5. It has been contended that--inasmuch as Section 93 of the Transfer of Property Act, 1882, enacts that, 'on the passing of any order under this section, the plaintiff's right to redeem, and the security, shall, as regards the property affected by the order, both be extinguished; provided that the Court may, upon good cause shown and upon such terms, if any, as it thinks fit, from time to time, postpone the day fixed under Section 92 for payment to the defendant,'--the mortgagor or the purchaser of the equity of redemption had a right, until such order was made under Section 93, to come into Court at any time and make payment of the redemption money, and to do so without even having obtained an order on good cause shown postponing the day for payment. Now, if there was nothing else than the proviso to Section 93 to show that that contention was unsound, the proviso would meet the argument. But earlier in the section we find in the second paragraph, which is the paragraph which deals with what is to happen on default of payment, the words 'if such payment is not so made.' These words, in our opinion, must refer to a payment made in accordance with the decree passed under Section 92, and indicate that, unless the Court makes an order under the proviso to Section 93, there is no right in the mortgagor in a suit for redemption to make the payment after the date fixed in the decree has passed. The order under Section 93 debarring the mortgagor of all right to redeem would be, when drawn up, a document of title in the hands of the mortgagees, as it would show that the right to redeem allowed by the decree under Section 92 had lapsed and that no extension had been granted of the time within which payment might be made. The opening words of the second paragraph of Section 87, which relates to a suit for foreclosure, are the same as the opening words of the second paragraph of Section 93 which relates to redemption. In our opinion, no matter what the practice of the Court of Chancery in England may have been, the intention of the Indian Legislature, as expressed by it in the Transfer of Property Act, 1882, was that there should be no extension of time, except for good cause shown, whether the order under Section 87 in a suit for foreclosure, or the order under Section 93 in a suit for redemption, was applied for or not.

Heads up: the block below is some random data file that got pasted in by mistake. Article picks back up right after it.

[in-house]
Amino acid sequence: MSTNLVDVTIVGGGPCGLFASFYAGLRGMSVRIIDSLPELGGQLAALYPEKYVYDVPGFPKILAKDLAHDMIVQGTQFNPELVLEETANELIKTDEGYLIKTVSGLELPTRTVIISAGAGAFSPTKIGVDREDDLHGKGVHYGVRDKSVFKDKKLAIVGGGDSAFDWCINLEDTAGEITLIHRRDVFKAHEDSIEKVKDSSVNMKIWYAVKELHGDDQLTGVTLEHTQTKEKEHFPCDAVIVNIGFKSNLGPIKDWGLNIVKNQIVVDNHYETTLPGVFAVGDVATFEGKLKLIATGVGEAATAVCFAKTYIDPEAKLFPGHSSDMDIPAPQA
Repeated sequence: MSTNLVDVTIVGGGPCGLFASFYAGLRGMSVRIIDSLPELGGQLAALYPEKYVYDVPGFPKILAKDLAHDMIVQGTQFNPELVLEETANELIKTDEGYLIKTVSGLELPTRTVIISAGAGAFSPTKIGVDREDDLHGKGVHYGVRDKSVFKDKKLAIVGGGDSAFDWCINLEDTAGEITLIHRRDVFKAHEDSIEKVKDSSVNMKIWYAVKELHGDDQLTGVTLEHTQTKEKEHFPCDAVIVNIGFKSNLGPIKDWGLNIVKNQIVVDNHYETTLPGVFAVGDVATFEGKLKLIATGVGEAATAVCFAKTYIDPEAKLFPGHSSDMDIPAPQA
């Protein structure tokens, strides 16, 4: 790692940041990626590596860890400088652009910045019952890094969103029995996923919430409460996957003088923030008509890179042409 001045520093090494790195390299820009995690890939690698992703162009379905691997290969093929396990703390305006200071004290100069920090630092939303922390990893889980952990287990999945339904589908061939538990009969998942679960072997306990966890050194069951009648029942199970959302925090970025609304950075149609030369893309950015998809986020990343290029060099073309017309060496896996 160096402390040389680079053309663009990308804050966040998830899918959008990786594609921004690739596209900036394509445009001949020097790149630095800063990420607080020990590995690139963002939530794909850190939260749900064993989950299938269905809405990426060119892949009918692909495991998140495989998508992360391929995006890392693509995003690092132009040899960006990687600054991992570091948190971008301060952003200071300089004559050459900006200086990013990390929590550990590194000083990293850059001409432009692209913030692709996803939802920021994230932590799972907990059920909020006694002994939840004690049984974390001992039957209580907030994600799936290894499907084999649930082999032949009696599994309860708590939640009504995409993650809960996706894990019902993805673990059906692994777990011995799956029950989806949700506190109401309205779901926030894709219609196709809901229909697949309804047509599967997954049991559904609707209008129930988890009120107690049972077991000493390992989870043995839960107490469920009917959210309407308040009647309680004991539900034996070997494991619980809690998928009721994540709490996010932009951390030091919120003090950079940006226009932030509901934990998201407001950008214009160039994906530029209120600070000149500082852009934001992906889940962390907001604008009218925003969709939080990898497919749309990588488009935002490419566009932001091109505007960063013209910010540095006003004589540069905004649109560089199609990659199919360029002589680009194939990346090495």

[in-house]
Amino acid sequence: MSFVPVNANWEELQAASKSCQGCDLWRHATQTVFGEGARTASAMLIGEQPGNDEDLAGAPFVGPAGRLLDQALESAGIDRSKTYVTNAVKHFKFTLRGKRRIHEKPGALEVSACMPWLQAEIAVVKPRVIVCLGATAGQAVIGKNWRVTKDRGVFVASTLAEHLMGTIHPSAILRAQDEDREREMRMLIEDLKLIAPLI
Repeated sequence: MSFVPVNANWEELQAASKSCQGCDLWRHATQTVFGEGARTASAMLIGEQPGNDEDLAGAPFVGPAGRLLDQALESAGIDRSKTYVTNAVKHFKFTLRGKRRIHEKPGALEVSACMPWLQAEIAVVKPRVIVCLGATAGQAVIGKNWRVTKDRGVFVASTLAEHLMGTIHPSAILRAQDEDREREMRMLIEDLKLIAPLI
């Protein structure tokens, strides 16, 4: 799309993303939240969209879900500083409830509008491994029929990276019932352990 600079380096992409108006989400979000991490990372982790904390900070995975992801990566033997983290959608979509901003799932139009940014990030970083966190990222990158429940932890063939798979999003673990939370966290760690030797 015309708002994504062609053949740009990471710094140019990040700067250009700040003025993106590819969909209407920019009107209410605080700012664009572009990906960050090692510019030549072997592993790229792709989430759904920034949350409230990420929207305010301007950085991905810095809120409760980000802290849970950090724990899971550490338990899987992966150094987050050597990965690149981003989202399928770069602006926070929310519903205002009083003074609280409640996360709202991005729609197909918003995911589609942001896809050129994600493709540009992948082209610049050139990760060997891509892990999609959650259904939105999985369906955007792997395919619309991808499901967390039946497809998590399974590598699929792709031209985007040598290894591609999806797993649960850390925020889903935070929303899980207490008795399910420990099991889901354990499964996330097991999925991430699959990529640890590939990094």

6. We cannot agree with the decision of the High Court at Calcutta in Pooresh Nath Mojumdar v. Ramjodu Mojumdar I.L.R. 16 Cal. 246 the provisions of the Transfer of Property Act being in our opinion clear in this matter. As to the case of Kanara Kurup v. Govinda Kurup I.L.R. 16 Mad. 214 it is to be observed that there was no decree in that case, under Section 92, as to what should happen in case payment was not made within the time fixed.
7. We allow this appeal, and direct that an order be drawn up under Section 93 of the Transfer of Property Act debarring the mortgagor, and all those claiming under her, of all right to redeem the mortgaged property. The appellants will have the costs of this appeal and of the application in the Court below. Of course, the persons who paid the mortgage money into Court will be entitled to get it out, their application being necessarily dismissed.